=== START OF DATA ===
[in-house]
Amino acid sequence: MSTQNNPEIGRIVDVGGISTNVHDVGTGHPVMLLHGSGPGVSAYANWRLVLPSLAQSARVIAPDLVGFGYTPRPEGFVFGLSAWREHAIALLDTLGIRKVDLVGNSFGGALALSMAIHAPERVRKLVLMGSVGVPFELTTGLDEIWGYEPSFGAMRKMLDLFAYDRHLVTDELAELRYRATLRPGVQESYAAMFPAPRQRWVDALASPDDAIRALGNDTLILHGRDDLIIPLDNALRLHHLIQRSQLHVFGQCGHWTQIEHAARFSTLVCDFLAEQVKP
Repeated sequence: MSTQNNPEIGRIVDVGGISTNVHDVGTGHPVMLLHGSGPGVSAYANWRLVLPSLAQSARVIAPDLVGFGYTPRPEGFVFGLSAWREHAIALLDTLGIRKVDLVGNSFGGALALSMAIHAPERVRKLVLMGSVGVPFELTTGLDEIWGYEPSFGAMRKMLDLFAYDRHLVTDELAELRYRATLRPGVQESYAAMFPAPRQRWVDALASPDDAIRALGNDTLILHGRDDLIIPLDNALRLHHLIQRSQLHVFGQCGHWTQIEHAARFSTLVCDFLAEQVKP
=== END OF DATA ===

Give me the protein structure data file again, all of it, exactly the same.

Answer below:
[in-house]
Amino acid sequence: MSTQNNPEIGRIVDVGGISTNVHDVGTGHPVMLLHGSGPGVSAYANWRLVLPSLAQSARVIAPDLVGFGYTPRPEGFVFGLSAWREHAIALLDTLGIRKVDLVGNSFGGALALSMAIHAPERVRKLVLMGSVGVPFELTTGLDEIWGYEPSFGAMRKMLDLFAYDRHLVTDELAELRYRATLRPGVQESYAAMFPAPRQRWVDALASPDDAIRALGNDTLILHGRDDLIIPLDNALRLHHLIQRSQLHVFGQCGHWTQIEHAARFSTLVCDFLAEQVKP
Repeated sequence: MSTQNNPEIGRIVDVGGISTNVHDVGTGHPVMLLHGSGPGVSAYANWRLVLPSLAQSARVIAPDLVGFGYTPRPEGFVFGLSAWREHAIALLDTLGIRKVDLVGNSFGGALALSMAIHAPERVRKLVLMGSVGVPFELTTGLDEIWGYEPSFGAMRKMLDLFAYDRHLVTDELAELRYRATLRPGVQESYAAMFPAPRQRWVDALASPDDAIRALGNDTLILHGRDDLIIPLDNALRLHHLIQRSQLHVFGQCGHWTQIEHAARFSTLVCDFLAEQVKP